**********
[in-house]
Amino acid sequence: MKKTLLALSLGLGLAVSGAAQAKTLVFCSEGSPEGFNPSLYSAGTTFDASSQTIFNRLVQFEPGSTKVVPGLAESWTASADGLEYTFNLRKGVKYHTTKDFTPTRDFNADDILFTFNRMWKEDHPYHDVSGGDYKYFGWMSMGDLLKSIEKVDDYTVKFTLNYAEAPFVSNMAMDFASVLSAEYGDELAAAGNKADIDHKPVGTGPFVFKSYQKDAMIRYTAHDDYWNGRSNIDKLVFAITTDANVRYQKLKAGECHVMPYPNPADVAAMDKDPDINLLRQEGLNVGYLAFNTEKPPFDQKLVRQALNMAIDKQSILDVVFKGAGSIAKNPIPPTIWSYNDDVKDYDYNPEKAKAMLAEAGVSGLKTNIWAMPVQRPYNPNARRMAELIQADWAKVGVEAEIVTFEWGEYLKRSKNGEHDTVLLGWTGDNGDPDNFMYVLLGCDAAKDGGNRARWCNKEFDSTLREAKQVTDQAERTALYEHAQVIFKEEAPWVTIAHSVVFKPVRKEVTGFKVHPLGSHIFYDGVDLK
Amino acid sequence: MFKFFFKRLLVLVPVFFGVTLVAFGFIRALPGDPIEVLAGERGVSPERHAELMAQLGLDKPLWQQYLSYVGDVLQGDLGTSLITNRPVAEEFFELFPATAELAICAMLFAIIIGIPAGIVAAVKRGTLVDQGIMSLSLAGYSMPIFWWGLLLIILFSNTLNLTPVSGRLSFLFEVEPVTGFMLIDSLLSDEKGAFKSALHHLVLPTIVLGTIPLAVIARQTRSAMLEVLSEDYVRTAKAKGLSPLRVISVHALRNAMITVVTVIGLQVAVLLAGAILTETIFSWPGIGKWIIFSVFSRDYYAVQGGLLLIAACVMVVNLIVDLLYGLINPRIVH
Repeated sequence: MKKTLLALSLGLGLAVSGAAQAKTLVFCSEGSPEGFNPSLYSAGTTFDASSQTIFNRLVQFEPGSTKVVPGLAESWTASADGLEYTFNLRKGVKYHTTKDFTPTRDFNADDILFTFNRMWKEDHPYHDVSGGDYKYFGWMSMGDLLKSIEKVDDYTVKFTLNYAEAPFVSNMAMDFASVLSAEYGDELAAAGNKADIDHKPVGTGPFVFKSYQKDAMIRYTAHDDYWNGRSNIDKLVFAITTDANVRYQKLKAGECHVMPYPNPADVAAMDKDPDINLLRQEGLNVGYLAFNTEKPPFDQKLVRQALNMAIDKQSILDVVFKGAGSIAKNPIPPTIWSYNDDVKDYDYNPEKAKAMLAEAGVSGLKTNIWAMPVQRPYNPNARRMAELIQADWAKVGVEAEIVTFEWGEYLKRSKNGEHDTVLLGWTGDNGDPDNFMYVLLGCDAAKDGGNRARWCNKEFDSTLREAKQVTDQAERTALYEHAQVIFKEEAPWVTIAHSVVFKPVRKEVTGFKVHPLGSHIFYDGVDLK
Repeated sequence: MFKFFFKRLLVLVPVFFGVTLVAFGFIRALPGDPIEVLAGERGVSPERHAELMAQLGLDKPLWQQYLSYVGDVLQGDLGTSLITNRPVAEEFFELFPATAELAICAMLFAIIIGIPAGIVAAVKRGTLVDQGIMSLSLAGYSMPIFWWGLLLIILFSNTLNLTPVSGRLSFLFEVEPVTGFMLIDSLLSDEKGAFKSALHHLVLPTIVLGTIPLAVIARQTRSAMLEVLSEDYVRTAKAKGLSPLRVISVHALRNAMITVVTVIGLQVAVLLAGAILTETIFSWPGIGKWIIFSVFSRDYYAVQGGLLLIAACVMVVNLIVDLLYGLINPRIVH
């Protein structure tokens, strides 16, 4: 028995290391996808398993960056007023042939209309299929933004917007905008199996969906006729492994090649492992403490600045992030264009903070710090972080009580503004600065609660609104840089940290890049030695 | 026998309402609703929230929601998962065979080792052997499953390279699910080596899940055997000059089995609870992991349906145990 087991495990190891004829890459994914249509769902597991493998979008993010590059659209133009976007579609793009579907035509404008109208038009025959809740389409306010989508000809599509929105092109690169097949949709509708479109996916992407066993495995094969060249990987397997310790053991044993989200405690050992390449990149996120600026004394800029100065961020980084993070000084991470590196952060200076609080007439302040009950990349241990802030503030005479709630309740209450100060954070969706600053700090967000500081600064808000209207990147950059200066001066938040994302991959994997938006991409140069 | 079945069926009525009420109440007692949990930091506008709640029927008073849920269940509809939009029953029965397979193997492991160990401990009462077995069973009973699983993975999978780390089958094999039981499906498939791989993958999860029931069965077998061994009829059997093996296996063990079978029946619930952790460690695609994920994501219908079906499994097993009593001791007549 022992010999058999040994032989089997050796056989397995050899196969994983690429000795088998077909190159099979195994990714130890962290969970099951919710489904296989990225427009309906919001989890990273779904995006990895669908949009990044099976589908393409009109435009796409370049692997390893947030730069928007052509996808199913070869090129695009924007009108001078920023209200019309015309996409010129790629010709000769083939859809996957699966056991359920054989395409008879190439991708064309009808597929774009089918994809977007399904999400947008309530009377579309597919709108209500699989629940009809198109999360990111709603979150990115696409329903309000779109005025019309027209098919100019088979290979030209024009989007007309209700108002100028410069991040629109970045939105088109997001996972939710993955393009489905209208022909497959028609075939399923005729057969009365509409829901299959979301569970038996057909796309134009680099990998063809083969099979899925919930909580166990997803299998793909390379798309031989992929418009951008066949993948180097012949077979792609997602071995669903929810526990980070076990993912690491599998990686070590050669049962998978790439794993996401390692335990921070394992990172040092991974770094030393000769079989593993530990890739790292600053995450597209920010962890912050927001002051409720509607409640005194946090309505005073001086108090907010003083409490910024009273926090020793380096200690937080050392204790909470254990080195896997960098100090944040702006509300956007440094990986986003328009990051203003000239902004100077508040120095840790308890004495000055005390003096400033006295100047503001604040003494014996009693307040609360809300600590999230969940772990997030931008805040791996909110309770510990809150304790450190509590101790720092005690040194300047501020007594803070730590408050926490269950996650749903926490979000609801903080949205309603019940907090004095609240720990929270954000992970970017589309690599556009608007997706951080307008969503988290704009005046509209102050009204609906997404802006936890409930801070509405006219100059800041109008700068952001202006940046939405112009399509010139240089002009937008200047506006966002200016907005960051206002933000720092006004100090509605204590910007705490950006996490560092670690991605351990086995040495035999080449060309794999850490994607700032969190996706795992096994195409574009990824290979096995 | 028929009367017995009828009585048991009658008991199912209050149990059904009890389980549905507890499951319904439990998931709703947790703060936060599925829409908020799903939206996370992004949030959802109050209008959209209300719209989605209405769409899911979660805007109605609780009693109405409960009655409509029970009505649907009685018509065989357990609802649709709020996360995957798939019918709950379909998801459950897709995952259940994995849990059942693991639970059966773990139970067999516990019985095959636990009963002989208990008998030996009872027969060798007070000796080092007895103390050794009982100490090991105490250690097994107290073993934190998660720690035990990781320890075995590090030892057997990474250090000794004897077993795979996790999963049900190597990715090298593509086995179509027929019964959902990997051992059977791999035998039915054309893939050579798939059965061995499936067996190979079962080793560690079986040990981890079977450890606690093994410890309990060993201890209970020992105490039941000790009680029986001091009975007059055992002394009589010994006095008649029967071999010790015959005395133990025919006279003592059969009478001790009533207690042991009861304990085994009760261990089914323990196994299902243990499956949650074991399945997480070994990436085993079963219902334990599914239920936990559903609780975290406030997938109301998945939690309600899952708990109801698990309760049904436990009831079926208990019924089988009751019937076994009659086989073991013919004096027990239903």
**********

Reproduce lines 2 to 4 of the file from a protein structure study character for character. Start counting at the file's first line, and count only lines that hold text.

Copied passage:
Amino acid sequence: MKKTLLALSLGLGLAVSGAAQAKTLVFCSEGSPEGFNPSLYSAGTTFDASSQTIFNRLVQFEPGSTKVVPGLAESWTASADGLEYTFNLRKGVKYHTTKDFTPTRDFNADDILFTFNRMWKEDHPYHDVSGGDYKYFGWMSMGDLLKSIEKVDDYTVKFTLNYAEAPFVSNMAMDFASVLSAEYGDELAAAGNKADIDHKPVGTGPFVFKSYQKDAMIRYTAHDDYWNGRSNIDKLVFAITTDANVRYQKLKAGECHVMPYPNPADVAAMDKDPDINLLRQEGLNVGYLAFNTEKPPFDQKLVRQALNMAIDKQSILDVVFKGAGSIAKNPIPPTIWSYNDDVKDYDYNPEKAKAMLAEAGVSGLKTNIWAMPVQRPYNPNARRMAELIQADWAKVGVEAEIVTFEWGEYLKRSKNGEHDTVLLGWTGDNGDPDNFMYVLLGCDAAKDGGNRARWCNKEFDSTLREAKQVTDQAERTALYEHAQVIFKEEAPWVTIAHSVVFKPVRKEVTGFKVHPLGSHIFYDGVDLK
Amino acid sequence: MFKFFFKRLLVLVPVFFGVTLVAFGFIRALPGDPIEVLAGERGVSPERHAELMAQLGLDKPLWQQYLSYVGDVLQGDLGTSLITNRPVAEEFFELFPATAELAICAMLFAIIIGIPAGIVAAVKRGTLVDQGIMSLSLAGYSMPIFWWGLLLIILFSNTLNLTPVSGRLSFLFEVEPVTGFMLIDSLLSDEKGAFKSALHHLVLPTIVLGTIPLAVIARQTRSAMLEVLSEDYVRTAKAKGLSPLRVISVHALRNAMITVVTVIGLQVAVLLAGAILTETIFSWPGIGKWIIFSVFSRDYYAVQGGLLLIAACVMVVNLIVDLLYGLINPRIVH
Repeated sequence: MKKTLLALSLGLGLAVSGAAQAKTLVFCSEGSPEGFNPSLYSAGTTFDASSQTIFNRLVQFEPGSTKVVPGLAESWTASADGLEYTFNLRKGVKYHTTKDFTPTRDFNADDILFTFNRMWKEDHPYHDVSGGDYKYFGWMSMGDLLKSIEKVDDYTVKFTLNYAEAPFVSNMAMDFASVLSAEYGDELAAAGNKADIDHKPVGTGPFVFKSYQKDAMIRYTAHDDYWNGRSNIDKLVFAITTDANVRYQKLKAGECHVMPYPNPADVAAMDKDPDINLLRQEGLNVGYLAFNTEKPPFDQKLVRQALNMAIDKQSILDVVFKGAGSIAKNPIPPTIWSYNDDVKDYDYNPEKAKAMLAEAGVSGLKTNIWAMPVQRPYNPNARRMAELIQADWAKVGVEAEIVTFEWGEYLKRSKNGEHDTVLLGWTGDNGDPDNFMYVLLGCDAAKDGGNRARWCNKEFDSTLREAKQVTDQAERTALYEHAQVIFKEEAPWVTIAHSVVFKPVRKEVTGFKVHPLGSHIFYDGVDLK